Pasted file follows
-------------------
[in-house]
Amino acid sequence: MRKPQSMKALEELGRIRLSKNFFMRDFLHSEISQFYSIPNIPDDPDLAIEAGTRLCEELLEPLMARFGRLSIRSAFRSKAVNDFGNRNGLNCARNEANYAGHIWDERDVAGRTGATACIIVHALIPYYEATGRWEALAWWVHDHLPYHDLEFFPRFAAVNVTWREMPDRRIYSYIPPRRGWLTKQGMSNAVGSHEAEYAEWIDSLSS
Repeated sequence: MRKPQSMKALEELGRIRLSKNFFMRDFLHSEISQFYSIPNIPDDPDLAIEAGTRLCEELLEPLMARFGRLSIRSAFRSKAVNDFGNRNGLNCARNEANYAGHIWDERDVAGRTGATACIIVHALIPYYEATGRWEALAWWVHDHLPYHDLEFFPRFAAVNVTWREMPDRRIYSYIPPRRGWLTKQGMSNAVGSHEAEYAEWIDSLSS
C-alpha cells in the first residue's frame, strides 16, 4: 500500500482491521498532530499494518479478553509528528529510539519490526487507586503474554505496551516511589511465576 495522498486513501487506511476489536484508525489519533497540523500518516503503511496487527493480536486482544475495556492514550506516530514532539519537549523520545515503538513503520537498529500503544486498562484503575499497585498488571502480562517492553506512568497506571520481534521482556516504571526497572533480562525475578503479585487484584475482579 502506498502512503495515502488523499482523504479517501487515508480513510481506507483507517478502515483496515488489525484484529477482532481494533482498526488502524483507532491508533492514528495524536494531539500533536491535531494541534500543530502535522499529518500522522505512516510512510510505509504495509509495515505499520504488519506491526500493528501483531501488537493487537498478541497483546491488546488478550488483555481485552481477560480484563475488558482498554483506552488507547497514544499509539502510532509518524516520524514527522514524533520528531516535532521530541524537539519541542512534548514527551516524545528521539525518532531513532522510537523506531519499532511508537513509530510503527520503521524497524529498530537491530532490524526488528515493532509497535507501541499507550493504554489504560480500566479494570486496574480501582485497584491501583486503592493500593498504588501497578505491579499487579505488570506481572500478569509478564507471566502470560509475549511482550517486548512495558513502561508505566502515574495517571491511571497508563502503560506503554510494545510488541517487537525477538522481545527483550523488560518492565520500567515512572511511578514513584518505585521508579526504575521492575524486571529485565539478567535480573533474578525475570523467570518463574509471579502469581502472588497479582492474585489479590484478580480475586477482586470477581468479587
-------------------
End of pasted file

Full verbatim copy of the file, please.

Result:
[in-house]
Amino acid sequence: MRKPQSMKALEELGRIRLSKNFFMRDFLHSEISQFYSIPNIPDDPDLAIEAGTRLCEELLEPLMARFGRLSIRSAFRSKAVNDFGNRNGLNCARNEANYAGHIWDERDVAGRTGATACIIVHALIPYYEATGRWEALAWWVHDHLPYHDLEFFPRFAAVNVTWREMPDRRIYSYIPPRRGWLTKQGMSNAVGSHEAEYAEWIDSLSS
Repeated sequence: MRKPQSMKALEELGRIRLSKNFFMRDFLHSEISQFYSIPNIPDDPDLAIEAGTRLCEELLEPLMARFGRLSIRSAFRSKAVNDFGNRNGLNCARNEANYAGHIWDERDVAGRTGATACIIVHALIPYYEATGRWEALAWWVHDHLPYHDLEFFPRFAAVNVTWREMPDRRIYSYIPPRRGWLTKQGMSNAVGSHEAEYAEWIDSLSS
C-alpha cells in the first residue's frame, strides 16, 4: 500500500482491521498532530499494518479478553509528528529510539519490526487507586503474554505496551516511589511465576 495522498486513501487506511476489536484508525489519533497540523500518516503503511496487527493480536486482544475495556492514550506516530514532539519537549523520545515503538513503520537498529500503544486498562484503575499497585498488571502480562517492553506512568497506571520481534521482556516504571526497572533480562525475578503479585487484584475482579 502506498502512503495515502488523499482523504479517501487515508480513510481506507483507517478502515483496515488489525484484529477482532481494533482498526488502524483507532491508533492514528495524536494531539500533536491535531494541534500543530502535522499529518500522522505512516510512510510505509504495509509495515505499520504488519506491526500493528501483531501488537493487537498478541497483546491488546488478550488483555481485552481477560480484563475488558482498554483506552488507547497514544499509539502510532509518524516520524514527522514524533520528531516535532521530541524537539519541542512534548514527551516524545528521539525518532531513532522510537523506531519499532511508537513509530510503527520503521524497524529498530537491530532490524526488528515493532509497535507501541499507550493504554489504560480500566479494570486496574480501582485497584491501583486503592493500593498504588501497578505491579499487579505488570506481572500478569509478564507471566502470560509475549511482550517486548512495558513502561508505566502515574495517571491511571497508563502503560506503554510494545510488541517487537525477538522481545527483550523488560518492565520500567515512572511511578514513584518505585521508579526504575521492575524486571529485565539478567535480573533474578525475570523467570518463574509471579502469581502472588497479582492474585489479590484478580480475586477482586470477581468479587